43. 43. Sales of Off lines retailers expected to grow 2.3 % in 2010-2011
    44. 44. Exceeding $650 million ( 2.1%) online retail spend by 2015-16
    45. 45. Australia flat traditional retail market
    46. 46. Online group buying and daily discount sector has grown to be worth $377 million in 2010-11.
    47. 47. Sites such as Cudo, Spreets, Ozsale, Catch of the Day and Stardeals accounts for 1.8 per cent of Australia’s online retail spend of $21.3 billion.
    48. 48. Daily deal websites have shown a 1000 per cent growth in visit in the past 12 months</li></ul>Source: retailbiz.co.au, 2011<br />
    49. 49. UK ONLINE RETAIL SECTOR GROWTH <br />In March 2011, UK online spending is a total of £5.1 billion, 14% more than March 2010.<br /> Health and beauty sector (which includes perfume and make up) rocketing up 20% from February, and 32% year-on-year<br />The travel sector down to 15% on February from 2% compared with March 2010 ( due to economic downturn).<br />The Index reveals an encouraging performance for the e-retail market during these tough economic conditions, high street suffering its worst drop in sales for 15 years during the same period.  <br />Source: (Netimperative, 2011)<br />
    50. 50. PORTER’S FIVE FORCES MODEL IN RETAIL INDUSTRY ANALYSIS<br />Competitions:<br /> There is High among intermediaries, producers, and e-commerce adopted firms<br />Threat of new entrants: <br />High due to presence of Cybermediary, lowering cost of startup and small business.<br />Buyer’s power: <br /> High due to Cybermediary , consumers can compare price<br />Threat of Substitute Products: High as too many start up and small firms are using Cybermediaries , for example , GroupOn, eBay, Amazon for sell their products.<br />Supplier power : Low because of Cybermediary ( Alibaba.com B2B) <br /> Source: (Turban & Volonino, 2010)<br /> B2C<br /> B2B B2C<br /> B2C<br />Threat of new entrants<br />(High)<br />Supplier<br />Power<br />(Low) <br />Buyer’s power<br />(High)<br />Rivalry<br />Among competitors<br />(High)<br />Threat of substitutes<br />(High)<br />
    51. 51. Consumers purchasing behaviors<br /><ul><li>Media that Influence consumers to start search shopping online (Laudon &Traver, 2009):</li></ul>Magazine – 47%;Email – 29%; Online advertizing 26%; Online communities - 10%; Blogs 8% ; In-store promotion – 27%; Outdoor billboard 12%; Instant massage 9%; Mobile phone 8% ; yellow pages – 7%<br /><ul><li>Purchasing Online or Offline:
    52. 52. 42% research online and purchase the products online
    53. 53. 34% research online and then purchased the product at the store. 
    54. 54. 21% research online, research at the store and then purchase later online 
    55. 55. 12% research at the store first and then purchase the product online 
    56. 56. 7% purchase the product at the store and research the product later online( Amazon web services, 2010).
    57. 57. Why more people don’t shop online?
    58. 58. Uneasy about online card use (44%)
    59. 59. Concerns about privacy of data (42%)
    60. 60. Shipping charges (37%)
    61. 61. No need to purchase online (33%)
    62. 62. Prefer to touch and feel products before purchase (32%)
    63. 63. Returning a product too difficult (27%)
    64. 64. Not seen anything online interested in buying (21% )</li></ul> Source: (Laudon &Traver, 2009)<br />
    65. 65. Intermediation, disintermediation and re-intermediation – IDR Framework<br /><ul><li>Traditional distribution Channel:</li></ul> $ $ $ <br /><ul><li>Intermediation: Job Loses ( Turban et al p – 231), Govt. loses tax</li></ul> $ $<br /><ul><li>Disintermediation: Job loses eBay or Amazon, GroupOn</li></ul> Dell<br /><ul><li>Reintermediation: More Job loses/ more competitions</li></ul> $ $<br /> EBay $ Amazon $ <br />Suppliers<br /> Distributers<br />Retailers<br />Consumers<br />Producers<br />Suppliers<br />Wholesalers<br />Retailers<br />Consumers<br />Producers<br />Cybermediary<br />Suppliers<br />Producers<br />Distributer<br />Retailers<br />Consumers<br />Suppliers<br />Producers<br />Distributer<br />Retailers<br />Consumers<br />Cybermediary<br />Cybermediary<br />Cybermediary<br />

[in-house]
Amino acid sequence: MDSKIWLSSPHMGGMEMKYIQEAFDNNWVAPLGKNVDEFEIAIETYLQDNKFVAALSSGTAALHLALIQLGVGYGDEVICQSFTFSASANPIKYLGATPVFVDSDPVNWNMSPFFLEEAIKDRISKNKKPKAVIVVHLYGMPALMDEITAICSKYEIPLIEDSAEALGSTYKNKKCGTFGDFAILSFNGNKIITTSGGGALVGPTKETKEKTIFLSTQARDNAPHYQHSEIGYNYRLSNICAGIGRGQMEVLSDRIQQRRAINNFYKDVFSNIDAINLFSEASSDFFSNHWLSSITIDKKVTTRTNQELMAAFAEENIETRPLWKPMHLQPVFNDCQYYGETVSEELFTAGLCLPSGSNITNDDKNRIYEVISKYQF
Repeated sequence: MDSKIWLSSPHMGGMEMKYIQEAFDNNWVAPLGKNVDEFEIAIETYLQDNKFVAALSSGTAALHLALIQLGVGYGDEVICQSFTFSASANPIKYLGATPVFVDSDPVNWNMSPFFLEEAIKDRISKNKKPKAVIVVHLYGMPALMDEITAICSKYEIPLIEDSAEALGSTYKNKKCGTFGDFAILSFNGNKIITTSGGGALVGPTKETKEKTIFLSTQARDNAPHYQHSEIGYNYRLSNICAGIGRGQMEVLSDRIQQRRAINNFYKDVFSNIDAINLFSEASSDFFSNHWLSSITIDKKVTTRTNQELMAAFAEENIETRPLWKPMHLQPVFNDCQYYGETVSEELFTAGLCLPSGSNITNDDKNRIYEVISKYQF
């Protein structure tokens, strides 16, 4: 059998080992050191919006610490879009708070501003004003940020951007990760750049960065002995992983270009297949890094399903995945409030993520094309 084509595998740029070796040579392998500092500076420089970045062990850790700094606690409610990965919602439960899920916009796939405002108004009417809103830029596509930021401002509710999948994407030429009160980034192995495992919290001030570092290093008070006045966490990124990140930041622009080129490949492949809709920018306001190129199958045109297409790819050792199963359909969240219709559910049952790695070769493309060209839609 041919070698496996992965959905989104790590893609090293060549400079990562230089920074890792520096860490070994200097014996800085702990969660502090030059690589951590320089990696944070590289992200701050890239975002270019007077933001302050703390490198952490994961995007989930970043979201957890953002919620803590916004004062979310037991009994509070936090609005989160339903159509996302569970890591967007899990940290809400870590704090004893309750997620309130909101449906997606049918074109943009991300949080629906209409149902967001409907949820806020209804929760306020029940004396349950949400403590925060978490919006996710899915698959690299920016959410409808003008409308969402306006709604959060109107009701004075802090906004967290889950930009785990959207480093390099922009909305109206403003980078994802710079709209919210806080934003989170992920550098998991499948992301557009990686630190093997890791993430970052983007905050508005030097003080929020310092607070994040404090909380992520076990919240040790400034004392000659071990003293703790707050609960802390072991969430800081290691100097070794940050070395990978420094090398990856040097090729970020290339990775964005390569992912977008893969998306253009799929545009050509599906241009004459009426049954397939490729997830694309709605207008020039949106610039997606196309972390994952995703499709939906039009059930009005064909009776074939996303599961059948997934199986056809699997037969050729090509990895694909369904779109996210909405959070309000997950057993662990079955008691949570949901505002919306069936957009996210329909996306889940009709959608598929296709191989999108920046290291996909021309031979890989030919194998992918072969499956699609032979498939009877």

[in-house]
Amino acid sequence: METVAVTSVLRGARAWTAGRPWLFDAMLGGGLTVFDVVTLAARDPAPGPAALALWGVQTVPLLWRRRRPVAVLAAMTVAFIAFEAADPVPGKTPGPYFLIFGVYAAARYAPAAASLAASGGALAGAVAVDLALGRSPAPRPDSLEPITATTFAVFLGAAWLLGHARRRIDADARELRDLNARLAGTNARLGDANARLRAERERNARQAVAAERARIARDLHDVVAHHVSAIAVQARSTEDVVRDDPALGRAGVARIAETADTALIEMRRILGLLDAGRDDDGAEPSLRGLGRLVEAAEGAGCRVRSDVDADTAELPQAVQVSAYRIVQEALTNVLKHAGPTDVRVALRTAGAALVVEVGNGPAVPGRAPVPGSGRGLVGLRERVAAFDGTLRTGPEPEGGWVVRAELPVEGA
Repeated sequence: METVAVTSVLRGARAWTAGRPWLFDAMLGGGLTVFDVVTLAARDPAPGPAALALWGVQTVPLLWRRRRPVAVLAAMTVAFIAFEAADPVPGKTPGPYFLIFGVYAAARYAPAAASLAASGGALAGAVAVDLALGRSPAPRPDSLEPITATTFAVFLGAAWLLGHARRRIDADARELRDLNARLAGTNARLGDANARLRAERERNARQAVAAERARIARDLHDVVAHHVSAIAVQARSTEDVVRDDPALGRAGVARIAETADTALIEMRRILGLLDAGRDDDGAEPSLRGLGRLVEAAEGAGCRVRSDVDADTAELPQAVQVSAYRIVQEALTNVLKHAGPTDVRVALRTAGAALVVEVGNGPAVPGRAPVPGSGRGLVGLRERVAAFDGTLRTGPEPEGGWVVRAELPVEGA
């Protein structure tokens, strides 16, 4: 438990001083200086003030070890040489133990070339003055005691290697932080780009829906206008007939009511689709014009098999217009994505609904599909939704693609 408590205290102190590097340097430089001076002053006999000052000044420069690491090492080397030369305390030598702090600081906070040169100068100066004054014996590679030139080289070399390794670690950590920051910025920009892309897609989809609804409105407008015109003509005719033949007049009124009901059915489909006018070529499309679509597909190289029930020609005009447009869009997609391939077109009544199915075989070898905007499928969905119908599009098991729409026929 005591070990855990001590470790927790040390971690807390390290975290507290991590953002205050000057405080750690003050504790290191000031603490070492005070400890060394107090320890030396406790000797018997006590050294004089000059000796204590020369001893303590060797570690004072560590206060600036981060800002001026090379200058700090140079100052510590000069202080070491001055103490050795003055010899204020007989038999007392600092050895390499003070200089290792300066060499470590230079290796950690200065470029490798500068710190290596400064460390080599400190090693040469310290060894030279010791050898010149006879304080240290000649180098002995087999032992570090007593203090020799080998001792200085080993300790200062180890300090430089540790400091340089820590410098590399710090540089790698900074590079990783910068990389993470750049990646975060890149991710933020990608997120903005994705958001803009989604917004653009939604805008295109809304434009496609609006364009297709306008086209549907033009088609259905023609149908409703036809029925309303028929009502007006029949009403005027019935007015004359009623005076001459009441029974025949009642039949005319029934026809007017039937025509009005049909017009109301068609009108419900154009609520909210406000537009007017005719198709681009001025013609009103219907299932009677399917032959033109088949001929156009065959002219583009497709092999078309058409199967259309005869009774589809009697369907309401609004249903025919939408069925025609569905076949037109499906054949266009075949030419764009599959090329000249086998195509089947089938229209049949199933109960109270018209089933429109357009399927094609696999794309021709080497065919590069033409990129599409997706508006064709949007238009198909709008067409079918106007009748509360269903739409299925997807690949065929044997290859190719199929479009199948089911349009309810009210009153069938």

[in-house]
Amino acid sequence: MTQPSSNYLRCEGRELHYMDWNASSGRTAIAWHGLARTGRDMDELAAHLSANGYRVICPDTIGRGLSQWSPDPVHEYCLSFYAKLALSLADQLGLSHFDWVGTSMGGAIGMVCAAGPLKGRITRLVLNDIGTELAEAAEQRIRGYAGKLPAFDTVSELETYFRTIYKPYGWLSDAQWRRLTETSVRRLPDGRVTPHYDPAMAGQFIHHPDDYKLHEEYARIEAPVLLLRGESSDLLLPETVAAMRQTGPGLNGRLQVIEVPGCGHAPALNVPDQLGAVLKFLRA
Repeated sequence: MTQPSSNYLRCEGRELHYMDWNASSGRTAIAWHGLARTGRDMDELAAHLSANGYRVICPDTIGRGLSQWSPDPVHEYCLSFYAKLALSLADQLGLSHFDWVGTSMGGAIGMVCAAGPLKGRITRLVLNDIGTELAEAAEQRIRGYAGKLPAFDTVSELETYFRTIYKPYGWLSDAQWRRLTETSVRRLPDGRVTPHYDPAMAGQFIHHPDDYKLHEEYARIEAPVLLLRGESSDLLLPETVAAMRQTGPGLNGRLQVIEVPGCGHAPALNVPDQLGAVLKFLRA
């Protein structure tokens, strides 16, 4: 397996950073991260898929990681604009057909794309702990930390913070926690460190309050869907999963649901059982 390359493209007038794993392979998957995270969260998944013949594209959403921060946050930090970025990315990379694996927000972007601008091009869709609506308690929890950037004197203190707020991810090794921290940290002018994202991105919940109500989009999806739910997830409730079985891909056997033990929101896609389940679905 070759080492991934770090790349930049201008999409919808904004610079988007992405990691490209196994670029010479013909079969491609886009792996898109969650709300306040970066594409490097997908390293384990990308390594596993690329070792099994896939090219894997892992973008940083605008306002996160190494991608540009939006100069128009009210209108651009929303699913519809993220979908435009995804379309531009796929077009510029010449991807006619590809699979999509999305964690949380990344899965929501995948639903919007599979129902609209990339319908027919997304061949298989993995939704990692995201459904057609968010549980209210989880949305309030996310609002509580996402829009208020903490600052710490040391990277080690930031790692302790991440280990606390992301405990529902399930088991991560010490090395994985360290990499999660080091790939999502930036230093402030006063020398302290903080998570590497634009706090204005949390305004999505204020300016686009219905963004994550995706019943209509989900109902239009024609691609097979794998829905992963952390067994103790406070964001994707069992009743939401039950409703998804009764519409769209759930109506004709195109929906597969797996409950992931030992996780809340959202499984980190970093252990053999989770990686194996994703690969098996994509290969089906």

66. 66. Research issues finding from the literature review<br /><ul><li>Increase competitions among the firms , Cybermediaries, traditional intermediaries and e-commerce adopted firms
    67. 67. Increase in global online population promotes online retail spending
    68. 68. More affected traditional Intermediaries
    69. 69. Online shopping threatens 88k jobs next five years , Australian traditional retail sector claims
    70. 70. Start up Business or small business from low labour cost countries more benefited using Cybermediaries
    71. 71. Cybermediaries are more benefited due to economic downturn
    72. 72. Job loses due to intermediation, disintermediation and re-intermediation process from traditional retail shops
    73. 73. Government loses personal income tax revenue plus sell tax
    74. 74. Consumers are always benefited due to price competition and product comparison in presence of Cybermediaries in online value chain</li></li></ul><li>References<br /><ul><li>Amazon web services (2011).Purchasing Online or Offline: How Consumers Shop. Retrieved June 24, 2011 from http://www.smallbusinessnewz.com/topnews/2010/03/03/purchasing- online-or-offline-how-consumers-shop
    75. 75. eBay (2011). The eBay Marketplace: Shopping.com. Retrieved June 28, 2011 fromhttp://pages.ebay.com/aboutebay/thecompany/companyoverview.html
    76. 76. Gregor, K. ( 2011). The New Zealand Herald :Retailer's rough patch costs jobs. Retrieved June 27, 2011 from http://www.nzherald.co.nz/business/news/article.cfm?c_id=3&o bjectid=10732476
    77. 77. IMAP ( 2010).Retail Industry Global Report 2010: Change in consumer preference fuels online retail: Retrieved June 30, 2011 from http://www.imap.com/imap/media/resources/IMAPRetailReport8_23CB9AA9C6EBB.pdf
    78. 78. Internet World Statistics (2011). World Internet usage statistics. Retrieved July 1, 2011 fromhttp://www.internetworldstats.com/stats.htm
    79. 79. Netimperative (2011). UK online retail sector enjoys ‘strongest growth in 3 Years. Retrieved June 22, 2011 from http://www.digitalstrategyconsulting.com/netimperative/news/2011/04/uk_online_retail_s ector_enjoys.php
    80. 80. Parker, P.( 2011). Google: Mobile Growth Occurring Faster Than Expected. Retrieved June 28, 2011, from http://searchengineland.com/google-mobile-growth-occurring-faster- than-expected-66330
    81. 81. Turban et al (2008).Electronic Commerce 2008: A Managerial Perspective. New Jersey, USA: Pearson.
    82. 82. retailbiz.co.au (2011).Latest news. Retrieved June 28, 2011 from http://www.linkedin.com/news?viewArticle=&articleID=606172286&gid
    83. 83. Silicon.com ( 2011). One fifth of the world online by 2011. Retrieved July 1, 2011 from http://www.silicon.com/technology/networks/2007/07/26/one-fifth-of-the-world-online- by-2011-39167959/</li></li></ul><li>THANK YOU<br />